Coping with work, life and painkillers

Back at my money-raising post I asked for some ideas about subjects I could blog about and Lucy suggested a post about coping with the effects of painkillers. So here it is folks!

The first thing to realise with painkillers is that they have a number of effects that aren’t technically ‘side effects’ because these other effects can be just as strong as the painkilling.

The second thing to realise is that what happens to you will be different to what happens to me, and both of us will be different to John over at Foul Bowel or any other person taking the drug.

The third thing to realise is that your experiences will change as your circumstances change, as you grow older, as you gain or lose weight or as your pain increases or subsides. For example Tramadol has worked fine for me as the step down from morphine in a hospital setting, I could happily take it and carry on about my business of lounging about, reading magazines and accidently overhearing my neighbours conversations with their visitors, but at home it was quite a different matte – I go quite loopy, quite bonkers.

So here you go….

1. Be aware of your body and your mind – developing awareness of your body and mind can help you understand how the medication affects you. You can do this by simply sitting quietly for a minute or two and focussing on your body and noticing it.

2. By being aware, monitor how the medication is working. Has the pain reduced? That is quite an obvious one….. What other signs and signals is your body giving you? Are you feeing drowsy or tired? Nauseous? Lively? Absolutely out of it? With new medication, it is worth keeping a note of how it makes you feel for the first few days.

3. Don’t rely on just one type of painkiller. By doing 1 and 2 above you may realise that you need a small toolkit of different painkillers for different occasions. For example, the pill that can kill your pain enough to help you get a good night of sleep might make you randomly fall asleep drowsy during the day. Talk to your Doctor or a specialised pain nurse / medic about the different options available.

4. With number 3 in mind, there are loads more painkiller options than you might think there are. Most ‘pick up off the shelf’ medication is a variation of Paracetomol and Ibruprofen, and many doctors in the UK will respond to the need for more intense pain relief by prescribing something like co-codamol or di-hyrdocodeine. However, there are many more options available and these might work better for you than the standard options (or you might have a weird and wonderful experience). If you are in the US, YMMV, please let me know!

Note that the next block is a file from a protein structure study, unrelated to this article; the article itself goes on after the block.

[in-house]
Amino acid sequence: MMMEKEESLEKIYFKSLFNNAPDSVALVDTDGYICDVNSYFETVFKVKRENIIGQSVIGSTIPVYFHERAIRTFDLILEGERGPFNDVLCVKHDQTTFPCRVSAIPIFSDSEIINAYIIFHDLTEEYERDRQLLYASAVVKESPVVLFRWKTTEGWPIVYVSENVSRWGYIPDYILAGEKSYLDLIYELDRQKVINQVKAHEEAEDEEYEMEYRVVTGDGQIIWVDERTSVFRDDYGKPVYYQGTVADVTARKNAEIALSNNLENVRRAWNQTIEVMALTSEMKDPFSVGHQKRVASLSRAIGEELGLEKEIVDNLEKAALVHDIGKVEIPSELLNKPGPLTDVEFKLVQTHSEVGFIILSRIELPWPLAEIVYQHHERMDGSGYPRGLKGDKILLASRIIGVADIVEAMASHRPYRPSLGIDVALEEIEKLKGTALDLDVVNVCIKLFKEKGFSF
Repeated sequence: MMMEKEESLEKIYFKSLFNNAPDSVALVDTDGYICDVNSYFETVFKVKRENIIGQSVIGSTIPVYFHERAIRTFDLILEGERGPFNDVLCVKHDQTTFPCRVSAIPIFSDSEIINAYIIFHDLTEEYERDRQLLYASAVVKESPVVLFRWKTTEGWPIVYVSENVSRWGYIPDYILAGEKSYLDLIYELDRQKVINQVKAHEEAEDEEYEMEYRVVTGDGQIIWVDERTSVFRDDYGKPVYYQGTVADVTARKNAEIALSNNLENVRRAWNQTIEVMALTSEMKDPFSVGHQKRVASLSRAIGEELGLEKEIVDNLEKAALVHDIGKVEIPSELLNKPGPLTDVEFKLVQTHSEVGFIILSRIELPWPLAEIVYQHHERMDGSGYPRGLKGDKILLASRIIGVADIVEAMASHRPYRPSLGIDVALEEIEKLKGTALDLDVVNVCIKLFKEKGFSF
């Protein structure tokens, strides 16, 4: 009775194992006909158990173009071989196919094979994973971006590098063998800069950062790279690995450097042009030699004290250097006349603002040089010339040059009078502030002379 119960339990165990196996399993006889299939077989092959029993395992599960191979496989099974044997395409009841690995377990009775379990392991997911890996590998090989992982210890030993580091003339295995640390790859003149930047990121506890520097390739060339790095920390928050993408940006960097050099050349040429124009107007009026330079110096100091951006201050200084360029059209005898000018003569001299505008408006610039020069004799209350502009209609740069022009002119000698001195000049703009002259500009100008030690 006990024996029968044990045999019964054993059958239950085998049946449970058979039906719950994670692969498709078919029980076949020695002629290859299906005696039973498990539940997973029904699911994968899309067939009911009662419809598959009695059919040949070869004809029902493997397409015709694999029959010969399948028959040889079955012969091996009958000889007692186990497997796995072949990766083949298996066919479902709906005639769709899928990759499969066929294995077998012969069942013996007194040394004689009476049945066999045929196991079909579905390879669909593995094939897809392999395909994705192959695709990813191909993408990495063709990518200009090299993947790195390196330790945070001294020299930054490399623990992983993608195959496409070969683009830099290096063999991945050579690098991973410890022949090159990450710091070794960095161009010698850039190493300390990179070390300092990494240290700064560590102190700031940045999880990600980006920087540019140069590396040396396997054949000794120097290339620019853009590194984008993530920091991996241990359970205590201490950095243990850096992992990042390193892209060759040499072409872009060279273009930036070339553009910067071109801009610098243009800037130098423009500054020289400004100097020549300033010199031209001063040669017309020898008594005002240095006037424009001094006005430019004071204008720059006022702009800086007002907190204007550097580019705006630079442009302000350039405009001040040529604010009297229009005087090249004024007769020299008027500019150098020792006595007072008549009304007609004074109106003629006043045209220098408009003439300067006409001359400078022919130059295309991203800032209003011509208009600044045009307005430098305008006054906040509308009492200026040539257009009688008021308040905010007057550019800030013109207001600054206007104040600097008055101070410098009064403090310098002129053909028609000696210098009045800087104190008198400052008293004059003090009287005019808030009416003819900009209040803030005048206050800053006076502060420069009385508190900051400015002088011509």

5. Work out a dosing regime that fits with your work/life-style. For example, for me, taking a dose at 4am means that I get a few hours of good sleep, followed by a few hours of pain free work/life in the morning which is usually my busiest / most creative time. If I took a dose at 7am I would just fall back to sleep and the day would be a complete disaster as a result… You can use the ‘day sectioning’ technique to help you develop your regime, and you may resolve to use different medication at different times of the day / night.

6. Once you have worked it out, Stick to your dosing regime, as the general consensus from the medical community is that it is better to keep the pain at bay than to oscillate between in pain and pain free.

7. It is OK to cut back some activity when you are in pain. So do so. In a future post I will show you a good technique for working out what to do and what to let go.

8. Tell other people who need to know that you are in pain and taking medication. This is especially important if your medication affects your alertness, concentration, hand – eye co-ordination etc. You might think you are OK, but you’d be surprised….

9. Try to be ahead of schedule / super organised in general so that you can slacken off the pressure to accommodate your pain days.

10. Be absolutely amazing to other people in pain / on painkillers, be completely there for them – think of it as paying it forward, what goes around comes around or universal karma.

So there it is, my top ten tips for coping with work, life and painkillers.

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One response to “Coping with work, life and painkillers

  1. Brill, really useful, thanks very much 🙂

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